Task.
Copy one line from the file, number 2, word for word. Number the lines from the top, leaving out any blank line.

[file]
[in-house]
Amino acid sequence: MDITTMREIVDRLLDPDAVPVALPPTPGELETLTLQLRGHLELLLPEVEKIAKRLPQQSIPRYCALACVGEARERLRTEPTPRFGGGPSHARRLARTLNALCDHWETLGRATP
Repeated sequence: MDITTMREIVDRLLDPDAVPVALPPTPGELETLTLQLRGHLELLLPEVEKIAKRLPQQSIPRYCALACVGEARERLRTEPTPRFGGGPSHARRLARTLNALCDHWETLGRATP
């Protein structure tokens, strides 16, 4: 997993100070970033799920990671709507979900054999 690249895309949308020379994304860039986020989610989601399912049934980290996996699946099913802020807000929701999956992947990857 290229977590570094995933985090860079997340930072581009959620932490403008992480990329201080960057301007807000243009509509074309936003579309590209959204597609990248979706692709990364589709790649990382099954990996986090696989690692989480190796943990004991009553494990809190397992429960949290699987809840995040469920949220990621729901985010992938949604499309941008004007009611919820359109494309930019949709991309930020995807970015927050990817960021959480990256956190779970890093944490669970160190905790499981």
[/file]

Amino acid sequence: MDITTMREIVDRLLDPDAVPVALPPTPGELETLTLQLRGHLELLLPEVEKIAKRLPQQSIPRYCALACVGEARERLRTEPTPRFGGGPSHARRLARTLNALCDHWETLGRATP